an anglo krimble

I wrote this for a third party, but it’s too long, so I’m posting it here and will give the other guy a much shorter piece.

Father Christmas doesn’t visit England in early December, rather He appears late on Christmas eve, long after all the good children have gone to bed and are dreaming dreams of Santa’s beneficence. In these modern times, naughty rumours have spread that Father Christmas is really daddy in a white beard and a red suite, fed mince pies, brandy and kisses by mummy. These horrid rumours are why mummy & daddy do not get presents from Santa.

concrete abuse of text

All the good children wake up on Christmas morning to find a stocking full of presents just for them. Little children are reputéd to wake up at 2am, and all excitedly open presents and run into mummy & daddy’s bedroom to tell them about how lucky the little tyke has been, and daddy kindly teaches them new words they shouldn’t really know until they’re grown up and grumpy like daddy. Older children fare far better, they rarely wake their parents up before 5am.

After the excitement of the morning, Christmas Day’s next highlight is Christmas lunch. It is quite normal for mummy to misjudge how much food she has to prepare, so midday is delayed by a few hours until the light has faded and even the most dedicated young game player finds he is being distracted from fragging just one more monster by hunger pangs. Mummy overcooks everything, and daddy inexpertly carves the turkey and part of the table with an electric knife. It is situations like these that cause daddy to wonder whether he really ought to learn to cook.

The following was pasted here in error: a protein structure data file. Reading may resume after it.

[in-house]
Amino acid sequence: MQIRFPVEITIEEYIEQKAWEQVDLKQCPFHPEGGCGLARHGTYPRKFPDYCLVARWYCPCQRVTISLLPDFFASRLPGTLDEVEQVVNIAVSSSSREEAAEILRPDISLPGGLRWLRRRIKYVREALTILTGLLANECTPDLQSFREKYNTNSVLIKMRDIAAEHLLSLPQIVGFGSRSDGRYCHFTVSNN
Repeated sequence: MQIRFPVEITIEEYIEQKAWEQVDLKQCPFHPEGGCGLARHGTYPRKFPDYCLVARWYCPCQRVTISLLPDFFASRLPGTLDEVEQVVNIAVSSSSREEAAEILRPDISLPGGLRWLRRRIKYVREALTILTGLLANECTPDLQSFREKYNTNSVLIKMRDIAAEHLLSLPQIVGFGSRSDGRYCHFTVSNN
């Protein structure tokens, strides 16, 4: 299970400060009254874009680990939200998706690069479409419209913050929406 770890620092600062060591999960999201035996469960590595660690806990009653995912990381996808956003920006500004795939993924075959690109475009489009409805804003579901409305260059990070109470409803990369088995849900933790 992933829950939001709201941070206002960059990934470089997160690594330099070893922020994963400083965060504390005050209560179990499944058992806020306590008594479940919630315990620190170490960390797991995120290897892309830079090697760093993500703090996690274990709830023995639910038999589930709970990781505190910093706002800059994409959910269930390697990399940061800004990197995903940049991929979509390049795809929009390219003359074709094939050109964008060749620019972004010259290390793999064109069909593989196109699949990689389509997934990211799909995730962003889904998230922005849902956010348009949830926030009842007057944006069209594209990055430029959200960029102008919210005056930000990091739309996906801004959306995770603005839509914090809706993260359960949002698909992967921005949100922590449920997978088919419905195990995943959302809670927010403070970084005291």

My mother’s interpretation of the traditional meal, as mostly prescribed by Scrooge in Charles Dickens’ short story A Christmas Carol, was a large roast turkey, with sage and onion stuffing, sausages wrapped in bacon, Yorkshire pudding, roast potatoes, and lots of boiled vegetables including carrots, peas & brussel sprouts, plus bread source, and, of course, lashings of gravy. It was a feast. The traditional desert, Christmas Pudding, is basically a fruit cake made with lots of brandy and no cake, baked a few weeks before the big day, and served on fire. Our family never liked it. Many an English family eats turkey for most of the following week, and promise themselves never to serve turkey for Christmas again, a promise they invariably forget next year. I remember Christmas dinner fondly, but I still shudder if I hear someone say “turkey fricassée”.

When I was young, the television channels used to broadcast popular films and special shows on the days surrounding Christmas day. The probably still do. The highlight, as an older child, were comedies such as the Morecombe & Wise show, a popular and somewhat anarchic comedy double act. These were the times I first met the disreputable James Bond, the superb Raymond Chandler, and rather a lot of broadcasts it’s probably better that I’ve completely forgotten.

The Christian Christmas message can get rather lost in all these celebrations, despite the efforts of the village churches. It is quite traditional for them to hold Christmas mass at midnight on Christmas eve. My mother used to go along to them, but us young children got in the way of her routine for many years. I know some churches held Christmas Day services, and gave Christmas concerts in the surrounding weeks, but we never attended any of them. I rather suspect my mother was concerned that I wouldn’t have been entirely respectful, a valid concern because, as a child, I was loud, rude and impatient. As an adult, I’ve perfected those talents.

There’s not really one standard English Christmas, or krimble (not krimbo) as my sister used to love to call it. Many regions, and many families, have their own way of doing things. Mine belonged to the north of the southern England, the west of eastern England, the edge of middle England. My mother was widowed, so grandfather carved the turkey. Mother baked many goodies, especially mince pies, to eat on and around Christmas Day itself. It was family traditional, and deliciously average. Now, of course, I just tell the replicator to generate a Christmas dinner, and invariably get cold beans on toast. It’s not the same.